Ripple notched another procedural victory late this week in its ongoing legal battle with the Securities and Exchange Commission, which sued the crypto payments firm in 2020 for the unregistered sale of $1.3 billion worth of XRP—a cryptocurrency originally created by Ripple's founders.

On Thursday, a federal district judge overruled the SEC’s repeated attempts to prevent Ripple from accessing internal SEC emails pertaining to a key speech on the regulatory status of competing cryptocurrency Ethereum. Ripple believes the emails will help its case and shed light on the ways in which the SEC has “picked two winners” in the crypto space, Bitcoin and Ethereum, while shunning the rest. 

Legal experts who spoke to Decrypt, however, were dubious about the ruling’s significance and the likelihood it will increase Ripple’s odds at beating the SEC’s lawsuit. 


A magistrate judge previously granted Ripple access to those emails, which contextualize a 2018 speech in which former top SEC official William Hinman stated that Ethereum was not a security because it was “sufficiently decentralized.” For months, the SEC attempted to nonetheless withhold the documents from Ripple’s counsel; yesterday’s overruling has forced the agency to now produce them. 

In the hours following the decision, XRP’s price jumped just over 15%, to $0.49. Ripple’s advocates celebrated the ruling as a major victory not only for the company in its lawsuit against the SEC, but also for the crypto industry as a whole in its broader fight against government regulation. 

“What Ripple’s hoping to find [in these emails] is a smoking gun, a juicy quote, that four years ago the SEC said Ethereum wasn't a security and here’s the reasoning and if you apply that reasoning to XRP, that’s not a security either,” Adam David Long, an attorney specializing in Web3, told Decrypt

But Long believes that even if such a smoking gun exists, its relevance to Ripple’s case is tangential at best.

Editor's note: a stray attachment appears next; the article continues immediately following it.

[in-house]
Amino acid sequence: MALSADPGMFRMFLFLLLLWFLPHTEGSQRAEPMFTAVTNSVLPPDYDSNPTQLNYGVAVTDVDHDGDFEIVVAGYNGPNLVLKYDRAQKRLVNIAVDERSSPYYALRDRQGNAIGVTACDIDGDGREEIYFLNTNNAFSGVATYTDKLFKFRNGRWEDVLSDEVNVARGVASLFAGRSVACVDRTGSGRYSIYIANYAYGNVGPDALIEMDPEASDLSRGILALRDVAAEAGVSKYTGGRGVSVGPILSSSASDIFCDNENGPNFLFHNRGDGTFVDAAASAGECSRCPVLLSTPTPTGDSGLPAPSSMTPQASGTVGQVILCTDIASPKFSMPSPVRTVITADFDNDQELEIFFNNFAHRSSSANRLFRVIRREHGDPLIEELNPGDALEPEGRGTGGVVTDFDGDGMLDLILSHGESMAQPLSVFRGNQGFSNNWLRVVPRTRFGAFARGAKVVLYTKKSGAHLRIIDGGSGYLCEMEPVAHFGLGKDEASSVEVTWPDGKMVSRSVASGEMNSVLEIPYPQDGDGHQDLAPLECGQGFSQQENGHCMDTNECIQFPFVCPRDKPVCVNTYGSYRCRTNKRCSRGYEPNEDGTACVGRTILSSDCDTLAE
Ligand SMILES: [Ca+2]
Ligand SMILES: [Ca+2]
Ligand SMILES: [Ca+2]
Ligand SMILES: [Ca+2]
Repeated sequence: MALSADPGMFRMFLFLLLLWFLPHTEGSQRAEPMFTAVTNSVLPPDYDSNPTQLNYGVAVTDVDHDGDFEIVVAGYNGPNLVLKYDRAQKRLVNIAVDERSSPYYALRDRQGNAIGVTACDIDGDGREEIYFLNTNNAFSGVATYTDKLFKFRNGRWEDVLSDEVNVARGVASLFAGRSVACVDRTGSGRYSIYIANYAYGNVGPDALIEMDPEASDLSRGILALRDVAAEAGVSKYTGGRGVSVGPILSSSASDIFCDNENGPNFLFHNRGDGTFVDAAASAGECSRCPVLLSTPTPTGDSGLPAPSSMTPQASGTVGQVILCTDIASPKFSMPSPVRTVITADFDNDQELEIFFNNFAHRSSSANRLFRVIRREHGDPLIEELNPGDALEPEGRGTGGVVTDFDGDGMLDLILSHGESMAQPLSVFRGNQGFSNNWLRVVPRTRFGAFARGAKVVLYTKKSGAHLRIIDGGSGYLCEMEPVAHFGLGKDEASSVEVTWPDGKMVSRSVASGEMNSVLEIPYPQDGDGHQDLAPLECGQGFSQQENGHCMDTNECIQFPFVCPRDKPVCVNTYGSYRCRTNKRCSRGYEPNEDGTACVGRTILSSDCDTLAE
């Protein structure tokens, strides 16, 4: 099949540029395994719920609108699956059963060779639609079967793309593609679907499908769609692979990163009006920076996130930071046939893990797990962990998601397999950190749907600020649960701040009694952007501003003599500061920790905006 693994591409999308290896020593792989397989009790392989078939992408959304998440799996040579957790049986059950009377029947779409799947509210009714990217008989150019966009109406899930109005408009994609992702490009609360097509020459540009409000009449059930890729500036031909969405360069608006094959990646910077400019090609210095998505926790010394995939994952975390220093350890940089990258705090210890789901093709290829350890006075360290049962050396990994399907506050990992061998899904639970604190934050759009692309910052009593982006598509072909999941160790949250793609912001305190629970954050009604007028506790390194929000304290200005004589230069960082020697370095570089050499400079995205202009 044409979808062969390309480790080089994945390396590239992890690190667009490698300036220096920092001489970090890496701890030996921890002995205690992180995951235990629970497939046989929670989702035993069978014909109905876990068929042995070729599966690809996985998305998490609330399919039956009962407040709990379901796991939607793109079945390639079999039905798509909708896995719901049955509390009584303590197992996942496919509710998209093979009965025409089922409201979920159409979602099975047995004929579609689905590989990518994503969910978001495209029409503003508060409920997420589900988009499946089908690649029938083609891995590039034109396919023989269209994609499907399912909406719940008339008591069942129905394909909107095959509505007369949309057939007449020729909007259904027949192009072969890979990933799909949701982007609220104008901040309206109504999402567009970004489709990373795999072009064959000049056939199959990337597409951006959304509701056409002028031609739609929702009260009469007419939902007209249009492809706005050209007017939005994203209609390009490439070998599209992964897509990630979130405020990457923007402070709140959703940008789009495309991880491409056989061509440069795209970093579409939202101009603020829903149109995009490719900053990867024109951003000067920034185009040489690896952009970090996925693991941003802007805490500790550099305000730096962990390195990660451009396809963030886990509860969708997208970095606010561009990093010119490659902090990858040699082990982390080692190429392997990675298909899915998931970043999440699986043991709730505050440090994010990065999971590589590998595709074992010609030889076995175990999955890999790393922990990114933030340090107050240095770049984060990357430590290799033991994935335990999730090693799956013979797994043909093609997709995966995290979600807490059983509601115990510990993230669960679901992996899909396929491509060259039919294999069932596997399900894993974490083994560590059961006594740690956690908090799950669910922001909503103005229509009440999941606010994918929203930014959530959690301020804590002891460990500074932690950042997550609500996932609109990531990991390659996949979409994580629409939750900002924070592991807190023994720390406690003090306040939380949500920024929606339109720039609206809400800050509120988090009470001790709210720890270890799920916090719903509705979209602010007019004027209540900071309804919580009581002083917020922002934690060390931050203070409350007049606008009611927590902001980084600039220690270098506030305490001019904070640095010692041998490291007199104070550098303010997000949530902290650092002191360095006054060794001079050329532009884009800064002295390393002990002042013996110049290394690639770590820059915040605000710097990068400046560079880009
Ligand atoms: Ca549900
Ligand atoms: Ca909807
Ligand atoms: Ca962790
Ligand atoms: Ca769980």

“This is going to come down to what Ripple said and what people reasonably believed, when they bought [XRP],” said Long. “And what somebody debated internally in the SEC about a speech, I’m going to be surprised if that materially moves the case.”

Further weakening the potential legal importance of those internal SEC correspondences, ironically, is the language of Thursday’s ruling granting Ripple access to those emails.

The federal district judge overseeing the lawsuit ruled yesterday that Ripple had a right to view the SEC’s emails in part because they would at most reveal Hinman’s personal opinions, and nothing related to “some form of agency position, decision, or policy.”

“The reason Ripple got the documents may be a reason they don’t help their case,” a law professor familiar with the matter told Decrypt

Mike Handelsman, a partner at crypto law firm Kelman PLLC, similarly expressed skepticism about the potential relevance of Hinman’s emails to Ripple’s case. 

“Bias on the part of Hinman in favor of ETH seems to be irrelevant to the ultimate issue in this case, i.e., whether XRP is a security,” Handelsman told Decrypt

If Handelsman believes the Ripple’s community’s understanding of the significance of this week’s ruling is flawed, though, that doesn’t mean he disagrees with their framing of the stakes of the case. 

“The industry needs Ripple to win,” Handelsman said. “If the SEC is successful in this case, I expect the enforcement floodgates to open. If the SEC loses this case, it will be quite a setback for them and their ‘regulate by enforcement’ plan.”


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